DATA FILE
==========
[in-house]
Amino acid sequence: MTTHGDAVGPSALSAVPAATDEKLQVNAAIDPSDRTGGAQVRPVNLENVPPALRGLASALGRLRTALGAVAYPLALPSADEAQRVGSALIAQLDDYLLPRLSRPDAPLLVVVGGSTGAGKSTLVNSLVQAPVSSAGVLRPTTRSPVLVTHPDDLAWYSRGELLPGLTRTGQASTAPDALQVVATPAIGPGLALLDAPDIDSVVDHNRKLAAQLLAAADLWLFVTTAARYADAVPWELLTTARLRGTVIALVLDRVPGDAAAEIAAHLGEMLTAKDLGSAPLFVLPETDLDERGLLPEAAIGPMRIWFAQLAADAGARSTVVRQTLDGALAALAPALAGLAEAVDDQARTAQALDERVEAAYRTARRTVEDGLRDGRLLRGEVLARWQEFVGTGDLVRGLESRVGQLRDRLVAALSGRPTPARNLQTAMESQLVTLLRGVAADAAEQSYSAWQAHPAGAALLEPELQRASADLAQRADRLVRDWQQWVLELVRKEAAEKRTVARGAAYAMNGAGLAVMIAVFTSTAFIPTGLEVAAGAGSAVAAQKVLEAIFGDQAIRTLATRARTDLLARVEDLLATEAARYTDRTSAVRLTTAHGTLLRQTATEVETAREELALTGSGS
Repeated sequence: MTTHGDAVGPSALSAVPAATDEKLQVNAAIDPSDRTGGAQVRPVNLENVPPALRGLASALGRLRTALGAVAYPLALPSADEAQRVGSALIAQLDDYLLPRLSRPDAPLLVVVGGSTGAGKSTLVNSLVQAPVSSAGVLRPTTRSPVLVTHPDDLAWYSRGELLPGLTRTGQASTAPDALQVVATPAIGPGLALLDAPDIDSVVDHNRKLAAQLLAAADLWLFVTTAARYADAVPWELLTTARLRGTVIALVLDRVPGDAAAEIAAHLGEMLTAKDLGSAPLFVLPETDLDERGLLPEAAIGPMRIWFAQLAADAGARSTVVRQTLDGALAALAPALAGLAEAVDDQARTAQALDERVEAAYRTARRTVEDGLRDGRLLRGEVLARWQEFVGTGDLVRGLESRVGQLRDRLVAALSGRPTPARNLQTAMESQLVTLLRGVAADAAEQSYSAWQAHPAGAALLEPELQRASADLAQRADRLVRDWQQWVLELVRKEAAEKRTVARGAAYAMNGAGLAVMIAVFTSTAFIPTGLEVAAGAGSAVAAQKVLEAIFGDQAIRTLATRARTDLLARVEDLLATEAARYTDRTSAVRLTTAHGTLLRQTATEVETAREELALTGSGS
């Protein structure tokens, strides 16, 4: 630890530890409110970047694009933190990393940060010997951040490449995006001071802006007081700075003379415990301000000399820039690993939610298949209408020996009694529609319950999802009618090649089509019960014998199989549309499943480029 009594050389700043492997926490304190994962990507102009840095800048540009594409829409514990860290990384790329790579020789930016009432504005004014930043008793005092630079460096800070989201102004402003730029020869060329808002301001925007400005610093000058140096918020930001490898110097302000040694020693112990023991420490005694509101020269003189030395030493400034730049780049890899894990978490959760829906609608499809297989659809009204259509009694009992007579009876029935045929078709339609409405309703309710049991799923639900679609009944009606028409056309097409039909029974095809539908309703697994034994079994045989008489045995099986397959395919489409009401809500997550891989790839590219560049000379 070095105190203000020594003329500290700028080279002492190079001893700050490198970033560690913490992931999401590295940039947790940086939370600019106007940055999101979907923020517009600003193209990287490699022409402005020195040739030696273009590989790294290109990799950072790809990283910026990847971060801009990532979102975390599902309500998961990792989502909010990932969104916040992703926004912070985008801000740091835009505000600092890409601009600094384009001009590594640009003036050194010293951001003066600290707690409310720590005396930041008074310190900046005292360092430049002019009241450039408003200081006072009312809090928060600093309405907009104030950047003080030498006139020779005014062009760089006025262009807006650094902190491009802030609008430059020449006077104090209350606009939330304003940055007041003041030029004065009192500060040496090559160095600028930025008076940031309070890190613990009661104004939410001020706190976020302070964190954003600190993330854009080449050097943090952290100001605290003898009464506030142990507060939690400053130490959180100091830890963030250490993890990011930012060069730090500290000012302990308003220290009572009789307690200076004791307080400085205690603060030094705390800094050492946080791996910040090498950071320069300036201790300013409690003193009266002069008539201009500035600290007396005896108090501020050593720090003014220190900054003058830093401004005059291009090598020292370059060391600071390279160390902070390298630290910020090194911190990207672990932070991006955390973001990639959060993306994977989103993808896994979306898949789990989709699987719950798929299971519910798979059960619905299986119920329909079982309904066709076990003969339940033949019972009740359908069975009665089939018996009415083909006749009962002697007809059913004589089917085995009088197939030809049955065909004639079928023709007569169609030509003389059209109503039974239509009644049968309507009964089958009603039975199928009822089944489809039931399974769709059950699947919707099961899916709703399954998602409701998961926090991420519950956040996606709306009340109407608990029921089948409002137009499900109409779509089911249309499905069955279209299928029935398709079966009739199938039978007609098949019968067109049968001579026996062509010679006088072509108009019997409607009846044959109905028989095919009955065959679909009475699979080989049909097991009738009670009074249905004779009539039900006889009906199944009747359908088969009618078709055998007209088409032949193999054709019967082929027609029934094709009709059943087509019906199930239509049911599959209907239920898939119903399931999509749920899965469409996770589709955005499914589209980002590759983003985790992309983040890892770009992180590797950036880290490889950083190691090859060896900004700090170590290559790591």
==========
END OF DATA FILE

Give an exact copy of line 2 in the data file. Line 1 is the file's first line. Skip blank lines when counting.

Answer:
Amino acid sequence: MTTHGDAVGPSALSAVPAATDEKLQVNAAIDPSDRTGGAQVRPVNLENVPPALRGLASALGRLRTALGAVAYPLALPSADEAQRVGSALIAQLDDYLLPRLSRPDAPLLVVVGGSTGAGKSTLVNSLVQAPVSSAGVLRPTTRSPVLVTHPDDLAWYSRGELLPGLTRTGQASTAPDALQVVATPAIGPGLALLDAPDIDSVVDHNRKLAAQLLAAADLWLFVTTAARYADAVPWELLTTARLRGTVIALVLDRVPGDAAAEIAAHLGEMLTAKDLGSAPLFVLPETDLDERGLLPEAAIGPMRIWFAQLAADAGARSTVVRQTLDGALAALAPALAGLAEAVDDQARTAQALDERVEAAYRTARRTVEDGLRDGRLLRGEVLARWQEFVGTGDLVRGLESRVGQLRDRLVAALSGRPTPARNLQTAMESQLVTLLRGVAADAAEQSYSAWQAHPAGAALLEPELQRASADLAQRADRLVRDWQQWVLELVRKEAAEKRTVARGAAYAMNGAGLAVMIAVFTSTAFIPTGLEVAAGAGSAVAAQKVLEAIFGDQAIRTLATRARTDLLARVEDLLATEAARYTDRTSAVRLTTAHGTLLRQTATEVETAREELALTGSGS